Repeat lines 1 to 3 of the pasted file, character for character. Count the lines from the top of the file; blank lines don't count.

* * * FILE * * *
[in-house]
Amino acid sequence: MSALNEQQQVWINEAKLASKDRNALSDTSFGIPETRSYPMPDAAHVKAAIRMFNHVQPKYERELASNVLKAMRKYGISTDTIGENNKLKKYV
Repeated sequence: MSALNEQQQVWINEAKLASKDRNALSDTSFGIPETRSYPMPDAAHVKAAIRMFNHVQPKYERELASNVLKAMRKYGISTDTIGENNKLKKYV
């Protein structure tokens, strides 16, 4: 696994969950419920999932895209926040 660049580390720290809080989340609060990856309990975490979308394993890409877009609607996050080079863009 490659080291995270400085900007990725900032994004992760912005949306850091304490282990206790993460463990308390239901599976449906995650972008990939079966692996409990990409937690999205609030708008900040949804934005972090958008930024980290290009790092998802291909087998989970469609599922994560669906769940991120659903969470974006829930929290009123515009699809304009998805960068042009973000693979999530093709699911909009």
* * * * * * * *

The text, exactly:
[in-house]
Amino acid sequence: MSALNEQQQVWINEAKLASKDRNALSDTSFGIPETRSYPMPDAAHVKAAIRMFNHVQPKYERELASNVLKAMRKYGISTDTIGENNKLKKYV
Repeated sequence: MSALNEQQQVWINEAKLASKDRNALSDTSFGIPETRSYPMPDAAHVKAAIRMFNHVQPKYERELASNVLKAMRKYGISTDTIGENNKLKKYV